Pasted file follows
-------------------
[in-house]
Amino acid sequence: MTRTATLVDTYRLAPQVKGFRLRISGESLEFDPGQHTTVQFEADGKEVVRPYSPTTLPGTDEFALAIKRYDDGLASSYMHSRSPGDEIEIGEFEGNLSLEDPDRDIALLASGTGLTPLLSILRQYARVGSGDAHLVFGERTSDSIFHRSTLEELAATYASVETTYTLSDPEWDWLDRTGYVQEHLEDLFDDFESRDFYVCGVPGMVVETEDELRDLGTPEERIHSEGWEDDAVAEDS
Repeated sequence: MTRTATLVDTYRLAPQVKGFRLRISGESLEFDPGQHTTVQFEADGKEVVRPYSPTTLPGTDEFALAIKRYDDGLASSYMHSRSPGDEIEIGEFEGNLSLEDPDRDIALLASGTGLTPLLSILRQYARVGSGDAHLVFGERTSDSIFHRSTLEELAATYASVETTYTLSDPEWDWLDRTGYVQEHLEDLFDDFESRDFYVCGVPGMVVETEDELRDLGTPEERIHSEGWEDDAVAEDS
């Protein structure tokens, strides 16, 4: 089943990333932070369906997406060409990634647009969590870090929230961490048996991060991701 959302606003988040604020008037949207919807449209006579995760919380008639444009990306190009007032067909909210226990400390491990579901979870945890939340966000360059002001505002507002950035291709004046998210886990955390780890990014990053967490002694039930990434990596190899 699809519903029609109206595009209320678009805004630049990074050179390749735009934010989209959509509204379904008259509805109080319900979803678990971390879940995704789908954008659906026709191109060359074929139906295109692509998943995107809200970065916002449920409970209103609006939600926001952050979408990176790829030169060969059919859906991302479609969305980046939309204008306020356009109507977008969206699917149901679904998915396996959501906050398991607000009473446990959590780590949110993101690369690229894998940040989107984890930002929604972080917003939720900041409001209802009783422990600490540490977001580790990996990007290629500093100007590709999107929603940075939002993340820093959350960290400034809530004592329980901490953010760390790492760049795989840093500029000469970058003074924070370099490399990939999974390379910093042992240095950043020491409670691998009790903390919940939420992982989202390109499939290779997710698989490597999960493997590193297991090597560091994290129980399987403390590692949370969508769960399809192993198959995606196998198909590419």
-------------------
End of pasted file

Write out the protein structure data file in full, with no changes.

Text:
[in-house]
Amino acid sequence: MTRTATLVDTYRLAPQVKGFRLRISGESLEFDPGQHTTVQFEADGKEVVRPYSPTTLPGTDEFALAIKRYDDGLASSYMHSRSPGDEIEIGEFEGNLSLEDPDRDIALLASGTGLTPLLSILRQYARVGSGDAHLVFGERTSDSIFHRSTLEELAATYASVETTYTLSDPEWDWLDRTGYVQEHLEDLFDDFESRDFYVCGVPGMVVETEDELRDLGTPEERIHSEGWEDDAVAEDS
Repeated sequence: MTRTATLVDTYRLAPQVKGFRLRISGESLEFDPGQHTTVQFEADGKEVVRPYSPTTLPGTDEFALAIKRYDDGLASSYMHSRSPGDEIEIGEFEGNLSLEDPDRDIALLASGTGLTPLLSILRQYARVGSGDAHLVFGERTSDSIFHRSTLEELAATYASVETTYTLSDPEWDWLDRTGYVQEHLEDLFDDFESRDFYVCGVPGMVVETEDELRDLGTPEERIHSEGWEDDAVAEDS
């Protein structure tokens, strides 16, 4: 089943990333932070369906997406060409990634647009969590870090929230961490048996991060991701 959302606003988040604020008037949207919807449209006579995760919380008639444009990306190009007032067909909210226990400390491990579901979870945890939340966000360059002001505002507002950035291709004046998210886990955390780890990014990053967490002694039930990434990596190899 699809519903029609109206595009209320678009805004630049990074050179390749735009934010989209959509509204379904008259509805109080319900979803678990971390879940995704789908954008659906026709191109060359074929139906295109692509998943995107809200970065916002449920409970209103609006939600926001952050979408990176790829030169060969059919859906991302479609969305980046939309204008306020356009109507977008969206699917149901679904998915396996959501906050398991607000009473446990959590780590949110993101690369690229894998940040989107984890930002929604972080917003939720900041409001209802009783422990600490540490977001580790990996990007290629500093100007590709999107929603940075939002993340820093959350960290400034809530004592329980901490953010760390790492760049795989840093500029000469970058003074924070370099490399990939999974390379910093042992240095950043020491409670691998009790903390919940939420992982989202390109499939290779997710698989490597999960493997590193297991090597560091994290129980399987403390590692949370969508769960399809192993198959995606196998198909590419």